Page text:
Russell Kleppinger - 814 Tarpon In One Year




“It’s superman. There’s no other fish in the world like it. Period, like not even close. Superman is way faster, sees better than us, that’s a tarpon.” 

Podcast Synopsis

Russel Kleppinger is a professional fishing guide who works in the Miami Area as well as the Bahia Honda area and Florida Keys.  He moves with the tarpon and may catch more tarpon in a single year than any other person on the planet.  Last year Russel landed 814 tarpon.  He posted a picture of 3 tarpon at once which got him to the 814 number last year and it really made me curious.  I wanted to sit with Russ and find out how he was doing it.  From a background in Blue Marlin fishing, Russell Kleppinger brings many tricks to the game of tarpon fishing and anyone who likes tarpon and wants to catch a few more will likely learn a lot from this podcast.

Russel shares this story in the podcast that I thought was particularly interesting regarding tarpon:

“Scientist tell me that approximately, they see 5000 times better than our eyesight on average. When a tarpon is born it has rods, when its a little tiny fry. Those rods are like night vision, like black and white. As it starts to develop, its starts developing cones. We have 3, three cones allow us to see the colors that we know. When he develops he has 5. So he has night vision, plus color vision that - in the light sample studies they’ve proven some things that blow my mind - they can tell us apart. They can facially recognize humans and tell them apart, and they can see ultraviolet light penetrating the water.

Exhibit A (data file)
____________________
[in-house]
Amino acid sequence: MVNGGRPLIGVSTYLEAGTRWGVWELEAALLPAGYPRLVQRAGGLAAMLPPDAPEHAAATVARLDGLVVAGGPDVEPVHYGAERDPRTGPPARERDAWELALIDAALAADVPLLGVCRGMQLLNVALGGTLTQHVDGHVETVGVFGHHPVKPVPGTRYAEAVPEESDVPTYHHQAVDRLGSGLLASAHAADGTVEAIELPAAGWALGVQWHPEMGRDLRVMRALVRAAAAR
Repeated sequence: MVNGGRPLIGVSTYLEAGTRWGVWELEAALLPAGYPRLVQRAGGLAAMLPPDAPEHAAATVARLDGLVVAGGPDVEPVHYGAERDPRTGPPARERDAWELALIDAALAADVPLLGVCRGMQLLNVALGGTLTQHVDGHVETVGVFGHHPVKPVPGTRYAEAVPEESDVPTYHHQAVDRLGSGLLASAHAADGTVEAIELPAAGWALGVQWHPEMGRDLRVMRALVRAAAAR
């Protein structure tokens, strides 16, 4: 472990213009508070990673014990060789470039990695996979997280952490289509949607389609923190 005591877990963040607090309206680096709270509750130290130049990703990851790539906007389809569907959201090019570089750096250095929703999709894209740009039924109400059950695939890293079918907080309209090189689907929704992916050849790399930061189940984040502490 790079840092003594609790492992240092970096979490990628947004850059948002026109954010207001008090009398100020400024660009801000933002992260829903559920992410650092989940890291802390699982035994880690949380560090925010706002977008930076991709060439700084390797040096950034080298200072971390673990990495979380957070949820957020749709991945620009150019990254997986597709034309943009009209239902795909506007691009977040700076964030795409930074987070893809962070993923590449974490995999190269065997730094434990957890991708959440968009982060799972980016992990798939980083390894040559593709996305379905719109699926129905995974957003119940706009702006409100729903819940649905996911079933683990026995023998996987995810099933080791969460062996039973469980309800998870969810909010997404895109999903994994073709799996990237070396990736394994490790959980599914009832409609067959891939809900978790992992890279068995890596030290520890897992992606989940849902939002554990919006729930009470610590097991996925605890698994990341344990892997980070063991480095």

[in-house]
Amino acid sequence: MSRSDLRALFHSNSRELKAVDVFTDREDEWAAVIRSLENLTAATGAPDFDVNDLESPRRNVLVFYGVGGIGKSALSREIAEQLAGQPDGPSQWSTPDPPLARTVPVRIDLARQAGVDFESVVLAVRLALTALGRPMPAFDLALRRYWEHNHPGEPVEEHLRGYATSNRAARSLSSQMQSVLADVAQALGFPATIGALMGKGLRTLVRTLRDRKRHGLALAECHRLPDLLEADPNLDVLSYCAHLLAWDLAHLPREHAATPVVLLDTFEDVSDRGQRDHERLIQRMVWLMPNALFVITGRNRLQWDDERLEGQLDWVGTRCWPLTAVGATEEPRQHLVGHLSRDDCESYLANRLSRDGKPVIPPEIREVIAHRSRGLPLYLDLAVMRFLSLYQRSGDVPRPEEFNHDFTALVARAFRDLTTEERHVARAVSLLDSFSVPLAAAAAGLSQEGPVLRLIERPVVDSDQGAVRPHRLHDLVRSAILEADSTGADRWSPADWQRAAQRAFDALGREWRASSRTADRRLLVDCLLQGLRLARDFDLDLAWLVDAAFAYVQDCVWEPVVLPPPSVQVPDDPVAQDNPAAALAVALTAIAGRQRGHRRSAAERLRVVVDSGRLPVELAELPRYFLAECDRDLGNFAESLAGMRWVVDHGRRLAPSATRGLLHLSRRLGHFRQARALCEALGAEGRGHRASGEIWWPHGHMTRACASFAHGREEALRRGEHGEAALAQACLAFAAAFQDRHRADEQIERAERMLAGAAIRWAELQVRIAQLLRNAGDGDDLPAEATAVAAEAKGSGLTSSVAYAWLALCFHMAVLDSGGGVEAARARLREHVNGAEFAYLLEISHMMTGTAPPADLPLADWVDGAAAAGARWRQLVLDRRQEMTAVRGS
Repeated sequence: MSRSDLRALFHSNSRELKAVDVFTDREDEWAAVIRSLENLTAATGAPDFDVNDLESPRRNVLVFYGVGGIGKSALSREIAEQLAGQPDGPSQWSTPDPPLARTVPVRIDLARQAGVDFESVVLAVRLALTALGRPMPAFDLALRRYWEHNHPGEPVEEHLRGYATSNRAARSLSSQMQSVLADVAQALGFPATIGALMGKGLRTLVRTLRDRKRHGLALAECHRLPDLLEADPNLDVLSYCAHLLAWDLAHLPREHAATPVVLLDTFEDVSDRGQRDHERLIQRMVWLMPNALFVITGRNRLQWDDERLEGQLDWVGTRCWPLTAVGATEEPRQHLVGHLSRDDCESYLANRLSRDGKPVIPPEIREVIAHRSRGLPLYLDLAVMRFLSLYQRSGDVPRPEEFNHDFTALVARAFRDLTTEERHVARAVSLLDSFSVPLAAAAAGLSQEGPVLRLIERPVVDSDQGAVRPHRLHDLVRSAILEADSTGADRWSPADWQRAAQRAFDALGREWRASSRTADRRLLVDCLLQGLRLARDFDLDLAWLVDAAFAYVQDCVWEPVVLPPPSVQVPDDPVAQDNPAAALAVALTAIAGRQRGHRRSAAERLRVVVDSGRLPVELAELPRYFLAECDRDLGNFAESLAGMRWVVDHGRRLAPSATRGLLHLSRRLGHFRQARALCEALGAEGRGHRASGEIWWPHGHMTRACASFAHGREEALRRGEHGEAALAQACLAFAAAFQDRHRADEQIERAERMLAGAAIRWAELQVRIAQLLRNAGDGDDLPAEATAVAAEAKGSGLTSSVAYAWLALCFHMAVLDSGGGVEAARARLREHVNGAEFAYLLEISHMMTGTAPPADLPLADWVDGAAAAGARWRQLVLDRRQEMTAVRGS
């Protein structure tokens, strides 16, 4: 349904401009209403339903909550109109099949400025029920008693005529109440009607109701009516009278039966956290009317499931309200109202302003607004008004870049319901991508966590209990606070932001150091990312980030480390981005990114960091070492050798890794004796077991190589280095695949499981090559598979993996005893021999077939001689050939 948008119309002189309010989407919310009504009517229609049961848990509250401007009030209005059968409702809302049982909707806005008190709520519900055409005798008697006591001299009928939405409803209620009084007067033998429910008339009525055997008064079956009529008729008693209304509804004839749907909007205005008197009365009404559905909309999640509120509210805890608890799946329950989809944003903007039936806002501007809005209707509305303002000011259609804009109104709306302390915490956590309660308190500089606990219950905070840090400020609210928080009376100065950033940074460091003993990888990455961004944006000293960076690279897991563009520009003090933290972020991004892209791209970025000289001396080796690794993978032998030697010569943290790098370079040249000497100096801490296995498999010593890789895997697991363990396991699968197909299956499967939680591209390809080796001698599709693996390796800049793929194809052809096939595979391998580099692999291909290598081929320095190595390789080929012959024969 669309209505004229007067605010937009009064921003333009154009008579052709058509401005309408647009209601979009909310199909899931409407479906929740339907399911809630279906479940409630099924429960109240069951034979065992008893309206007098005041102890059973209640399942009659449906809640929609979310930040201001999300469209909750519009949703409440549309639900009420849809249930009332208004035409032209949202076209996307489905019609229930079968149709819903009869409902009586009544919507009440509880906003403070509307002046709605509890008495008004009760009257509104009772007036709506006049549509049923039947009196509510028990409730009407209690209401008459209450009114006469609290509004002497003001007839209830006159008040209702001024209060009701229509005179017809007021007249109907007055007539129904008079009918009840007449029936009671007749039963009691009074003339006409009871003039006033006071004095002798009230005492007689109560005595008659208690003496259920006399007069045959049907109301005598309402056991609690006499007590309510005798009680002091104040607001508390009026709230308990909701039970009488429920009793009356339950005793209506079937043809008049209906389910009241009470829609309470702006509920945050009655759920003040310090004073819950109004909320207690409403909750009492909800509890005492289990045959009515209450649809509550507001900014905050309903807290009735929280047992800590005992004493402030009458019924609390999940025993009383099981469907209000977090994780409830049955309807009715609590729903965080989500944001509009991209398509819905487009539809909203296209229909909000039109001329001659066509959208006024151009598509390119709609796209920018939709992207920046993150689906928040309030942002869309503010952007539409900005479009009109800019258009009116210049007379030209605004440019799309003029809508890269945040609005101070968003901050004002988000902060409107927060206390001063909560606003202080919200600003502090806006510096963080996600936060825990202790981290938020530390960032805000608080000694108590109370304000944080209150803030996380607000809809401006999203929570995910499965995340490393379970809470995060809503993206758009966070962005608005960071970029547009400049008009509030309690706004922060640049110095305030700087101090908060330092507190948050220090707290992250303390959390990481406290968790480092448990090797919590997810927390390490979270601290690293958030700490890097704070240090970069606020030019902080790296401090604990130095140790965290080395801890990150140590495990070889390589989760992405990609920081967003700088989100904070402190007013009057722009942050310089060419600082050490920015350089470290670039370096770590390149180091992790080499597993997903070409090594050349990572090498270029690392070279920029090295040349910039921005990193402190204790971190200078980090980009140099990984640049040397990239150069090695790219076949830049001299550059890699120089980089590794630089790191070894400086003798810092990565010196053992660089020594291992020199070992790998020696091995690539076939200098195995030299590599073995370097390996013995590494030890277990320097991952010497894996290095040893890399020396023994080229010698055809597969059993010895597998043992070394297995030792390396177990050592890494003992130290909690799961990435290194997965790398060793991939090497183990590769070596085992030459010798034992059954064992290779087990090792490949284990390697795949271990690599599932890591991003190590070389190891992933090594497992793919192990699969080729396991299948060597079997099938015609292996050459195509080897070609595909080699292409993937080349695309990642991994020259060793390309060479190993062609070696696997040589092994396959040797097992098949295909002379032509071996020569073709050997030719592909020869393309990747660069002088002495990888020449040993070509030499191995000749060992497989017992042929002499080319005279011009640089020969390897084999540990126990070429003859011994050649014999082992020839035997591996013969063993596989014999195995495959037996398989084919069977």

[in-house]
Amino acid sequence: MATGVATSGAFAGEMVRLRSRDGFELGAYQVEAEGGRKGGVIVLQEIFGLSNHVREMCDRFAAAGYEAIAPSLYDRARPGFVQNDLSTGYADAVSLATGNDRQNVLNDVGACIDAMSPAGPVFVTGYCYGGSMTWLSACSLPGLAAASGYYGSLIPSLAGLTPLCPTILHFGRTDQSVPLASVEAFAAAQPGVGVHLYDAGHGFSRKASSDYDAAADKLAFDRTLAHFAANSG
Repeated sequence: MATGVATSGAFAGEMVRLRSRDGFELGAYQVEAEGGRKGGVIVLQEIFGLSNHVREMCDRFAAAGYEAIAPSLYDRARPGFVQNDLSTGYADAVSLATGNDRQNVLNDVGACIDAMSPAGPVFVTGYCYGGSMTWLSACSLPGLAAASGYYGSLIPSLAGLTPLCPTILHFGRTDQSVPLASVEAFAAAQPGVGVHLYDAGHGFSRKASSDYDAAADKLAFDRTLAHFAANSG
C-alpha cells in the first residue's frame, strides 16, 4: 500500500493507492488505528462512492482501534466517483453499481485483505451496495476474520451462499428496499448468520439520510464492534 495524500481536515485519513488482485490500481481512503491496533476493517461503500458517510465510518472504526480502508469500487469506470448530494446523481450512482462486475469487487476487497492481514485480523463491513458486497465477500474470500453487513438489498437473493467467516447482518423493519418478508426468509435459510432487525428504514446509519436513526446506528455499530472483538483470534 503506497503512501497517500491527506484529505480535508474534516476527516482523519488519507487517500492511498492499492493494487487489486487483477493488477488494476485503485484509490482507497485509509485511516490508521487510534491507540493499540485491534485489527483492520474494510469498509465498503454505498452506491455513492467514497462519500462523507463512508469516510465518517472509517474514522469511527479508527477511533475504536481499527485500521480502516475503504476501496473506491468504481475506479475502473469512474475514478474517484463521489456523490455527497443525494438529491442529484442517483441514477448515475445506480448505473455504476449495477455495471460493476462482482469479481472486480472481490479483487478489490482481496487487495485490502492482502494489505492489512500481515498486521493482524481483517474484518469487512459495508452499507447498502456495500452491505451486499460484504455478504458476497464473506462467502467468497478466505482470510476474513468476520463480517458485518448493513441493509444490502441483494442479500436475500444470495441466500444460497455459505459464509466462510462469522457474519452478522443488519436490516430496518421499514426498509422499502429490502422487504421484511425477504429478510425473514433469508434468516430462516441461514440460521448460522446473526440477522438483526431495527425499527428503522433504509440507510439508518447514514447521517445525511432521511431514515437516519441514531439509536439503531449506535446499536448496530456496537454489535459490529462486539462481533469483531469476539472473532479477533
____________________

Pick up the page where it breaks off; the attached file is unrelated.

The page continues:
Like a dog whistle we can’t hear, we can’t see their rainbow of colors. It’s so much more diverse than anything our eyes could see. It tell people it’s like the predator mask. He could be in night vision, he could be in thermal imaging, he could be in color imaging. And in the time it takes him to blink, they can switch. And in the color samples they did they had tarpon in tanks in controlled rooms and they’d pull them out and cut their eyes out. They controlled the light in the room, in the dark the rods were in the lens and the cones were in the back, they were in night vision mode. And then in different ambient lighting they could be both at the front of the lens overlapping (so they can use night vision with color, whichever is better) and then in the day the rods will recede to the back of the eye and the cones are at the front… so they have the most advanced eyesight in the world… According to the scientist there is not one thing that swims underwater that has better eyes than tarpon.”

You can follow Russ @Fishruss on Instagram and call 786 290 3474 for charter booking information

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See you on the water,

-Tom Rowland